fingering the fiddle

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  • #86680
    Nancy BitterNancy Bitter
    Participant

    Sooo I am at a jam and I am thinking “I can pretty much improvise” with most jam folks.  Well this fiddle guy put me to shame … he was talented,  played smooth and fast.  Even songs he didn’t really know.  He was just all over the strings having a blast.  He was not pride full or boasting.  How can I improvise quickly up and down and not look hideous???? For instance.  I’ll Fly Away.  Now I know that song by heart, but when he went to town, well I kept thinking: ” I wanna be like him”.  Suggestions????????

    #86690
    cricketcricket
    Participant

    Well I’m not anybody any good, of course, but I mainly play by improvising my way through everything…so…what I, as an amateur nobody would say, for whatever it’s worth…I would say practice improvising.  This is how I’ve always played:  hum the tune…in the key you intend to play it of course…then peck it out on the fiddle…hum it again, peck it out again…hum it different next time, just a little bit different, and remember what you hummed and peck it out again…that’s mainly how I’ve always practiced.  Now, if you would’ve seen me at your jam you probably wouldn’t have been impressed with my playing…lol…like the guy you mentioned, but anyway, not saying I’m any good, but I mainly go through life improvising…so whenever I practice…it’s all just improvising there too…hum it, peck it out…hum it more, peck it out more, etc.  Whatever level you start out doing that, you will improve within a few weeks.  I’ve heard some people say practice scales in every key and then you can improvise…that might be helpful to you, but to me that doesn’t help any…I just like to play my fiddle kinda like that old game…what was it called?  Simon or something…where the little electronic gadget plays a few notes, then you have to peck out those same notes…then it does more notes, etc., etc., until you finally miss one and you’re out.  That’s what helps me, personally… hum it, find it on the fiddle…hum some more, find some more on the fiddle. But if someone who knows scales suggests that and can tell you how to go about it..maybe that would work better for you.  I just know what works for me and I’m guessing for some other people too.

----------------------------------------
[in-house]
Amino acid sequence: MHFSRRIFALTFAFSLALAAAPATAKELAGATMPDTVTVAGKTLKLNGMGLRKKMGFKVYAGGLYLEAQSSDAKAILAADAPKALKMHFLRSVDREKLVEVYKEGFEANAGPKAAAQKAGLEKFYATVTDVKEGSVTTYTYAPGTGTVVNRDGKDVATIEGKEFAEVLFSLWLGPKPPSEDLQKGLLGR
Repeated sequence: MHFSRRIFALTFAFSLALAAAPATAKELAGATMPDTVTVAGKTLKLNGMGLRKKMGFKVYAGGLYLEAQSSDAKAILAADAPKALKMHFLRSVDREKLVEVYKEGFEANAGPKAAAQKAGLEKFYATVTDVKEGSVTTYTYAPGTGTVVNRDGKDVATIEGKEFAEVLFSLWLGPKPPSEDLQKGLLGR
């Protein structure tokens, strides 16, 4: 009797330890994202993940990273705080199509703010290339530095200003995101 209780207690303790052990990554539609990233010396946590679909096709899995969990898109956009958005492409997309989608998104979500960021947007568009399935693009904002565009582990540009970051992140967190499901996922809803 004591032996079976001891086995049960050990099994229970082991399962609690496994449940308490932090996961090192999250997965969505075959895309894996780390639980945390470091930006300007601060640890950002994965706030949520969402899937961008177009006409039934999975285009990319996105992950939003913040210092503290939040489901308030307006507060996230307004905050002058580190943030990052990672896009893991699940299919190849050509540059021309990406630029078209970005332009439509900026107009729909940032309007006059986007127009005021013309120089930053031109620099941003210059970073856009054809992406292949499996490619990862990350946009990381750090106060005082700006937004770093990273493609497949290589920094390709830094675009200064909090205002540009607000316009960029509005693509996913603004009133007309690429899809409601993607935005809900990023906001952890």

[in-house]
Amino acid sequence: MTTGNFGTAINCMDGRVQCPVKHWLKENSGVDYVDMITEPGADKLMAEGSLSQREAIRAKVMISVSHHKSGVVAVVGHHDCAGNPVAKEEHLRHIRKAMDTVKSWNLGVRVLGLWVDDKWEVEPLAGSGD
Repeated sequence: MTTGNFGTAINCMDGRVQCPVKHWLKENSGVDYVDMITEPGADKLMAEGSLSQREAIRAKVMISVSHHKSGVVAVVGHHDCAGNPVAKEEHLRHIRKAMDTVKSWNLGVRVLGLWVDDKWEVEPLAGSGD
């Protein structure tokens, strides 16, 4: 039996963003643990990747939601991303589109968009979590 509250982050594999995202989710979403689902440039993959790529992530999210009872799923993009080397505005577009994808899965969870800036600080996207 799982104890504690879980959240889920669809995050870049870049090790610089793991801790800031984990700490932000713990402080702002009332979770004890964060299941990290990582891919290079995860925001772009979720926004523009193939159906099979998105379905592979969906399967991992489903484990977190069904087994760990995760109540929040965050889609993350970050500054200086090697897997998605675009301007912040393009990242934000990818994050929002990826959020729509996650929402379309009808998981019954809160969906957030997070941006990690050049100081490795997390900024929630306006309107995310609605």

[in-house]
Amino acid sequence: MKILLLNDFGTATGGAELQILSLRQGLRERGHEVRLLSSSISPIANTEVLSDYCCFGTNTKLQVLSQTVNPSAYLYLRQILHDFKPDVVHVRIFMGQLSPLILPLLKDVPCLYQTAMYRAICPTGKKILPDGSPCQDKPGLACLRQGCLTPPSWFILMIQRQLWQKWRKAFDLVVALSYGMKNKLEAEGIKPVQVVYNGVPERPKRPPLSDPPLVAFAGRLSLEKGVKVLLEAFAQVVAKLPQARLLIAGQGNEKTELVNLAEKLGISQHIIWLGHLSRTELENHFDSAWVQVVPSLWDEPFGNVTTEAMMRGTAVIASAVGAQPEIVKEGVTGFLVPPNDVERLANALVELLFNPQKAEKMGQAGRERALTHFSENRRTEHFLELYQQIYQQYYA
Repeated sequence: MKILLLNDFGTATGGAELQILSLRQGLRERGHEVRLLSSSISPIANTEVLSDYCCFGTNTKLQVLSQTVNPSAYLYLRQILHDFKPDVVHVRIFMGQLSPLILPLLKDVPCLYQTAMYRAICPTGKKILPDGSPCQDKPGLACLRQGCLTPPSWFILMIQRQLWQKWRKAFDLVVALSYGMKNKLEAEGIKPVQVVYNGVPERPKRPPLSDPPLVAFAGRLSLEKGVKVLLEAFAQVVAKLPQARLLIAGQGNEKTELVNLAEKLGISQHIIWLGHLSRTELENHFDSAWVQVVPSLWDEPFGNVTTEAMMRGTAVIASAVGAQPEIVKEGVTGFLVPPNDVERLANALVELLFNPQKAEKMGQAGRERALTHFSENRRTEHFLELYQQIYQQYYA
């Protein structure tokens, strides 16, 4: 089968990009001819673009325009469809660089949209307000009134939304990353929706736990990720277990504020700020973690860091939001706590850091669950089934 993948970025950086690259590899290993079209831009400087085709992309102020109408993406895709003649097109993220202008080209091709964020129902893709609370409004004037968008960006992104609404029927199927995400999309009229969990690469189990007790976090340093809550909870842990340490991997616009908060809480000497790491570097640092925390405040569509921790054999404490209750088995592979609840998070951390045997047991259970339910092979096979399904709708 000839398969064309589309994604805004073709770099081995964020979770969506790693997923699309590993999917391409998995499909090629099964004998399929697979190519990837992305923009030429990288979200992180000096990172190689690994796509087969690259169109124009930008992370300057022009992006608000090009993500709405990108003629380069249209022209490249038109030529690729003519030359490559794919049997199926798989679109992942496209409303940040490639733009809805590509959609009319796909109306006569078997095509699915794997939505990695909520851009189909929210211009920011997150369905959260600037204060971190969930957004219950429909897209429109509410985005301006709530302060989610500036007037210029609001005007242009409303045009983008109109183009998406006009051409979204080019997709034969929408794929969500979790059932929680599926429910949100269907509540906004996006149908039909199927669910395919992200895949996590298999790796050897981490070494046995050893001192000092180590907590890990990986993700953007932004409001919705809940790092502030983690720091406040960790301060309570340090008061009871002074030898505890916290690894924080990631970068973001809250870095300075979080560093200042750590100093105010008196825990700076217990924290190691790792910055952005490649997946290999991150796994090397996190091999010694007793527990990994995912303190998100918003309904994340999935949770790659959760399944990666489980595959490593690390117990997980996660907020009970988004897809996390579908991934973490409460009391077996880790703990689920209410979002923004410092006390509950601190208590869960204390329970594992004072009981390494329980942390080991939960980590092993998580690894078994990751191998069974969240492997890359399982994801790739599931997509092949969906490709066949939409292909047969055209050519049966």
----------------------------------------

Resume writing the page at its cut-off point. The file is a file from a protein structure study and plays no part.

• This reply was modified 6 days, 16 hours ago by cricketcricket.
    #86734
    Nancy BitterNancy Bitter
    Participant

    thanks Cricket

    I just can’t get in my head how they can do all those notes in between and sound so awesome.

    #86741
    cricketcricket
    Participant

    I hear ya.  I’ve been to jams where some people were so good I just felt like sinking down into the floorboards and forgetting it.  But…If you can sing all those notes, you can tell your hands…”Hey hands, play those notes I sing!”  Lol…easier said than done, but I think it can work…I hope so.

    • This reply was modified 4 days, 5 hours ago by cricketcricket.
    #86747
    jazzstudentjazzstudent
    Participant

    One of the tricks with learning to improvise is ‘Don’t try to do too much’.  Take it slowly.

    I suggest taking a song like ‘Boil Them Cabbage’ and start there.  First, take the song apart.  Be sure that you understand the chord changes.  When you are completely comfortable with the changes, start to improvise by playing only the chord root tones over the changes.  Then, add the root, 3rd (or b3rd).  When you are comfortable with the root and the 3rd (or flat 3rd) which are the tones that define most chords, begin to experiment with the other chord tones.

    Part of my warm-up every morning is to run ‘root, 3, 5, 7 (b7), octave root’ arpeggios through all the chords in the major harmonized scales in the keys that I use most often (on fiddle G, D, A, C and E).  In the key of ‘C’ the chords derived from the harmonized scale are C, Dm, Em, F, G(7), Am, Bdim.

    When I practice the arpeggios, I practice slowly and name each note as I play it.  Learning to improvise is like learning to speak a new language.  You need to build vocabulary, understand grammar, and be able to use the language creatively and effectively to express your ideas in any circumstance – that takes lots of time and lots of practice.

    Take a look at this instructional video:

    Here is an excellent arpeggio study for the fiddle in ‘G’ major.  When you are able to play it using the chords in the exercise, then expand it so that you can use it over Am, Bm, Em, and F#dim chords:

    Bill

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